The costs of raising salaries and pensions in Crimea, as well as infrastructure development against the background of devaluation of the rouble will significantly affect Russia’s economy, said Grigory Yavlinsky. However, the main problem is not the accession of Crimea is not the economics.



Grigory Yavlinsky answered journalists' questions about Crimea during a briefing in the Legislative Assembly of St. Petersburg. According to the lead of the YABLOKO faction, an average income of a Russian resident amounts to 39,000 Russian roubles and a minimum average income in subsidized regions ranges between 20,000 – 30,000 roubles. Meanwhile an average wage in Crimea amounts to 11,000 roubles and a pension to 5,000 roubles. Yavlinsky also noted that these indicators will be inevitably raise to the Russian average. He also noted that the Crimean population totals about 2 million people, including 200,000 people working in the public sector and 600,000 pensioners.



The second economic problem is the infrastructure. "It will be necessary to rebuild the airport in Simferopol, moreover, to build a bridge across the Kerch Strait. But after the construction of the bridge will have to make roads so that to actually get to the peninsula. Also the highway M-4 Don, which is already overloaded, runs towards Crimea, and it will need to be broadened. These are huge expenditures," Yavlinsky said. He assessed the required investment at several trillion roubles.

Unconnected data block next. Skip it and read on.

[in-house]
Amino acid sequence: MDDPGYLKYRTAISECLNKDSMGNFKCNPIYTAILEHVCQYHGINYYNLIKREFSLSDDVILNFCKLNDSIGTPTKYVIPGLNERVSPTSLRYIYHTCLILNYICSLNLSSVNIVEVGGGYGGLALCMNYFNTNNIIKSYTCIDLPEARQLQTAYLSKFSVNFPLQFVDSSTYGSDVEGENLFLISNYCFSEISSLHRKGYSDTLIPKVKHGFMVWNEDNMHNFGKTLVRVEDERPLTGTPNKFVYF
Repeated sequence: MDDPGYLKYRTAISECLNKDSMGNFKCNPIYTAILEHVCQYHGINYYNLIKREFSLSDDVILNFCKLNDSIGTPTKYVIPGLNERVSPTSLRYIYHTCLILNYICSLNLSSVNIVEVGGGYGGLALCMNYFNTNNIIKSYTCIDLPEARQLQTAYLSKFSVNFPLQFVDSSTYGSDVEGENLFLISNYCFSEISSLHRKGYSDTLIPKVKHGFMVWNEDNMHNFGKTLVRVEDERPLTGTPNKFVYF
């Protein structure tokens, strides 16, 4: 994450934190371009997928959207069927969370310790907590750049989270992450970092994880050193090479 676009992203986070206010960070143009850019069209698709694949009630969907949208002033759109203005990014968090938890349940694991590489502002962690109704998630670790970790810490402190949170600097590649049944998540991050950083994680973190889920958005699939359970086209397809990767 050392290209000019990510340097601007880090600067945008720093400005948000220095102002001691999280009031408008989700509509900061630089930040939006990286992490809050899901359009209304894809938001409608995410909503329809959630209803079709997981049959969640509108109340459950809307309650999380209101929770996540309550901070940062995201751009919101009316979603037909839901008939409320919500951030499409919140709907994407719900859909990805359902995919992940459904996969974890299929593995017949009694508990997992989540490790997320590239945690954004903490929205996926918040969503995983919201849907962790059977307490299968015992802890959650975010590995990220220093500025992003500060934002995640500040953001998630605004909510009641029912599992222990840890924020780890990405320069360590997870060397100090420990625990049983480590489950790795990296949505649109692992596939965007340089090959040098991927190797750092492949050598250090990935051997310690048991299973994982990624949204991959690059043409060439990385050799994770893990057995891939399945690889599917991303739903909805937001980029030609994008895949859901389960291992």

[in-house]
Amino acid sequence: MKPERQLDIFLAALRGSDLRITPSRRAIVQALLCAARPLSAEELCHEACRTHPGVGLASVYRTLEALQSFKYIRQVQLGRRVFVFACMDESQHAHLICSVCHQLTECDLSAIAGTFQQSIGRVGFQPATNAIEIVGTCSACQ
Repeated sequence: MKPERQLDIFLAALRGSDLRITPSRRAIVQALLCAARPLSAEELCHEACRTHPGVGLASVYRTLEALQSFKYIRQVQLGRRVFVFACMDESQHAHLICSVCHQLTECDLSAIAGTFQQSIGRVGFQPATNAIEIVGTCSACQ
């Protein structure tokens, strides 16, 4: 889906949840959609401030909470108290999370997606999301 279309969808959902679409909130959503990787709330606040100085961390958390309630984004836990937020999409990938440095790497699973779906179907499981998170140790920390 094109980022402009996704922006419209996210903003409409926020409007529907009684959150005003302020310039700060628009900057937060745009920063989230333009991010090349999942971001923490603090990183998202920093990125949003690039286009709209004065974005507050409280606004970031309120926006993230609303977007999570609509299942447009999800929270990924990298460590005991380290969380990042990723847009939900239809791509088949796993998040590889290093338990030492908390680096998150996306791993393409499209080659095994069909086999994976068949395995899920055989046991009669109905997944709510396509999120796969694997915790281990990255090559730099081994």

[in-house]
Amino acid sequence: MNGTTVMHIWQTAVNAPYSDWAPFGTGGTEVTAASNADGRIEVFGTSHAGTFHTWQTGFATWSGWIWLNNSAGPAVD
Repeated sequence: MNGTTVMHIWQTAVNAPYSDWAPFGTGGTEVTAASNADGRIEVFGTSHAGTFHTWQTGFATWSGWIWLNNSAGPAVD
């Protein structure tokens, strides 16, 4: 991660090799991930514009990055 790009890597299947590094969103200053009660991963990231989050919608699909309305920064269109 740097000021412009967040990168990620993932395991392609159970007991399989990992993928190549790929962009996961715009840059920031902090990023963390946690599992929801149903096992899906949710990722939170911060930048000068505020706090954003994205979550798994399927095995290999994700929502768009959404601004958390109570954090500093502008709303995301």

The leader of the YABLOKO faction also stressed that the Russian authorities would have to make these costs in the situation of the ongoing devaluation of the rouble, "The rise in prices for imported products has amounted to about 20% in the recent years, and the cost of products that use imported components, has increased by 15 – 16 per cent already".



The consequences of all this will take effect in the Russian Federation in a short term, he noted.



According to Yavlinsky, the main problem was that instead of moving towards making Russia a country with well-functioning laws and independent court, Russia took a step towards a “sword law”. "It is unacceptable for us to be in the long term a country with a zero reputation, a country signing treaties and then demonstratively not complying with them,” he said. According to Yavlinsky, the consequences of these actions will not be immediate, but will develop gradually.